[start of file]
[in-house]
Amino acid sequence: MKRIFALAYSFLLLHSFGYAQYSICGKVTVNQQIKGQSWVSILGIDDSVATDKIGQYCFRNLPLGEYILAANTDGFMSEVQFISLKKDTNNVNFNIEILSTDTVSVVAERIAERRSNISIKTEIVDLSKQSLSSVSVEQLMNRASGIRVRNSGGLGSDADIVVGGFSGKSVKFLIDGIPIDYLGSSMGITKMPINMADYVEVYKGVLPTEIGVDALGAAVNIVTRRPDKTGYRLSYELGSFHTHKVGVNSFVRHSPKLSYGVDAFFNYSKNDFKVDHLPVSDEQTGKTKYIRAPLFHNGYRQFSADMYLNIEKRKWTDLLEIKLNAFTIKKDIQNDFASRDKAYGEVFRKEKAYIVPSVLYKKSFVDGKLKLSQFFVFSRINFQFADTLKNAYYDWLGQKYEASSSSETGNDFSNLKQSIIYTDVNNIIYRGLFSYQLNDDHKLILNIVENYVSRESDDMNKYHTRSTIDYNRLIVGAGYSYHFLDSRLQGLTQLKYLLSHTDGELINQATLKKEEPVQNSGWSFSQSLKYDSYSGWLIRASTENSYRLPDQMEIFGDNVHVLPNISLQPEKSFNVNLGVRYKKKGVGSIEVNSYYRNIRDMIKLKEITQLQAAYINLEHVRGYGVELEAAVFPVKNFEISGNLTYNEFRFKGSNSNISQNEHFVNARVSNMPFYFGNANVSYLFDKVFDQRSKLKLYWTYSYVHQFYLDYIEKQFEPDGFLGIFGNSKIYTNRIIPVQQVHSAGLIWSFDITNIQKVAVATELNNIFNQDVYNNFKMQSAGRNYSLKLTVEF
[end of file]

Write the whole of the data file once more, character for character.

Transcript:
[in-house]
Amino acid sequence: MKRIFALAYSFLLLHSFGYAQYSICGKVTVNQQIKGQSWVSILGIDDSVATDKIGQYCFRNLPLGEYILAANTDGFMSEVQFISLKKDTNNVNFNIEILSTDTVSVVAERIAERRSNISIKTEIVDLSKQSLSSVSVEQLMNRASGIRVRNSGGLGSDADIVVGGFSGKSVKFLIDGIPIDYLGSSMGITKMPINMADYVEVYKGVLPTEIGVDALGAAVNIVTRRPDKTGYRLSYELGSFHTHKVGVNSFVRHSPKLSYGVDAFFNYSKNDFKVDHLPVSDEQTGKTKYIRAPLFHNGYRQFSADMYLNIEKRKWTDLLEIKLNAFTIKKDIQNDFASRDKAYGEVFRKEKAYIVPSVLYKKSFVDGKLKLSQFFVFSRINFQFADTLKNAYYDWLGQKYEASSSSETGNDFSNLKQSIIYTDVNNIIYRGLFSYQLNDDHKLILNIVENYVSRESDDMNKYHTRSTIDYNRLIVGAGYSYHFLDSRLQGLTQLKYLLSHTDGELINQATLKKEEPVQNSGWSFSQSLKYDSYSGWLIRASTENSYRLPDQMEIFGDNVHVLPNISLQPEKSFNVNLGVRYKKKGVGSIEVNSYYRNIRDMIKLKEITQLQAAYINLEHVRGYGVELEAAVFPVKNFEISGNLTYNEFRFKGSNSNISQNEHFVNARVSNMPFYFGNANVSYLFDKVFDQRSKLKLYWTYSYVHQFYLDYIEKQFEPDGFLGIFGNSKIYTNRIIPVQQVHSAGLIWSFDITNIQKVAVATELNNIFNQDVYNNFKMQSAGRNYSLKLTVEF